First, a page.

Michael's Cool Collaborators

Some cool stuff happening with some of my artistic collaborators:

Jesse James vs. Machine Gun Kelly pencils

Greg Jolly's sharing some of the pencils from Jesse James vs. Machine Gun Kelly, which I scripted.

Paul Taylor wins the Friends of Lulu!

Cownt artist Paul Taylor has won the Best Female Character Friends of Lulu Award for Monica from Wapsi Square. Congratulations, Paul!

Jason Copland and Perhapanauts

And congrats also to my Kill All Monsters partner Jason Copland! The issue of Perhapanauts he drew has been solicited by Image for February:

art & cover JASON COPLAND

Finally it can be told! The story that everyone's been waiting for, as we reveal the tragic tale of the Perhapanauts’ resident ghost – Molly MacAllister– and how she came to be! Stand alone story! You don't need to know any continuity or anything!

Elsewhere on the Internets...

I've been fighting a cold the last few days and unfortunately I'm losing. The Friday Night Art Show will have to be a Saturday Night Art Show this week. In the meantime, lemme catch up with a couple of other things, like what else I've been up to online lately. (Not much, actually.)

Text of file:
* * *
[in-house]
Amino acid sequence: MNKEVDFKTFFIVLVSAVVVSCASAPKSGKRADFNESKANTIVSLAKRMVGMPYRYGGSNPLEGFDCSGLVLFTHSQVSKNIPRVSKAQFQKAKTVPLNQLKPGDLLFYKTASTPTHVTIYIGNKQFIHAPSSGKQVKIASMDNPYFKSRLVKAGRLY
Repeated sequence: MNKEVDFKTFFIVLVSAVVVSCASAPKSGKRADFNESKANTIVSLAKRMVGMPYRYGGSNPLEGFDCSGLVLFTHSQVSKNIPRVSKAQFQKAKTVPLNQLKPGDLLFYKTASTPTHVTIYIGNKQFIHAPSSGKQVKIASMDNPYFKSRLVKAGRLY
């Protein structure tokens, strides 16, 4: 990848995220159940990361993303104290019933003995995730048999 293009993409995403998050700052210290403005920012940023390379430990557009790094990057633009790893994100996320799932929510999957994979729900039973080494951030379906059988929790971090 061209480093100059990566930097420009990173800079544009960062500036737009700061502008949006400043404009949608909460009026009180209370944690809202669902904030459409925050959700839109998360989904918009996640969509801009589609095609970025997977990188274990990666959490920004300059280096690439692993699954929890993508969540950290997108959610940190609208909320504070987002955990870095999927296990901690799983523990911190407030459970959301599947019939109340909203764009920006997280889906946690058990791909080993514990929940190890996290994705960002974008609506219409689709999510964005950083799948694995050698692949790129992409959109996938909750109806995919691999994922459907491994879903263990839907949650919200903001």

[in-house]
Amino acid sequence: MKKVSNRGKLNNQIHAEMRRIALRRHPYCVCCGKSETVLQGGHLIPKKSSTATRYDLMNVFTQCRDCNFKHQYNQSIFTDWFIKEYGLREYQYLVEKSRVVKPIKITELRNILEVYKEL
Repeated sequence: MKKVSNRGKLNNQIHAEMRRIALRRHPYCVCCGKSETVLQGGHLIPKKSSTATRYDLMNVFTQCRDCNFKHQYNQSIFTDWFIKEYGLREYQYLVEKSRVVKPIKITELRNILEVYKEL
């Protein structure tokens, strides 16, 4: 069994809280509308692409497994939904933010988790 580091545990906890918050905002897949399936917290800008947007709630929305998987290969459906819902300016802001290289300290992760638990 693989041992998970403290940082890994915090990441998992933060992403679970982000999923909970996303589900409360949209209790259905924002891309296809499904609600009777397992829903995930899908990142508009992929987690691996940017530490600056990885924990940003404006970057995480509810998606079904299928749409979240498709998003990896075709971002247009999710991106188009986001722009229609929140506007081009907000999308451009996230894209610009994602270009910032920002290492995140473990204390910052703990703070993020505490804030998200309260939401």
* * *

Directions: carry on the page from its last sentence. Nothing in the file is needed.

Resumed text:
Five for Friday

In honor of Veteran's Day, last weekend's Five for Friday assignment was to Name Five Good Characters With A Real Or Fake Military-Style Rank. I almost missed the "Good" qualifier and had to redo a couple of answers before sending them in, but here's who I ended up with:

1. Lt. BD
2. Captain America
3. Col. Steve Trevor
4. Sgt. Frank Rock
5. Cobra Commander

Gorillas Riding Dinosaurs

Taking a break from Alex Raymond's Flash Gordon, this week I spent some time with Al Williamson's version.
I grew up reading Archie Goodwin and Al Williamson’s Star Wars strips and I was always impressed with how real Williamson’s characters looked without looking exactly like the actors. His use of models sometimes meant that figures looked posed and static, but it also leant credibility to the fantastic stories he and Goodwin were telling. As did his talent at creating lush, detailed worlds. It was almost like these were the real adventures of my favorite Rebels and Mark Hamill, Carrie Fisher, and Harrison Ford were just actors playing the parts.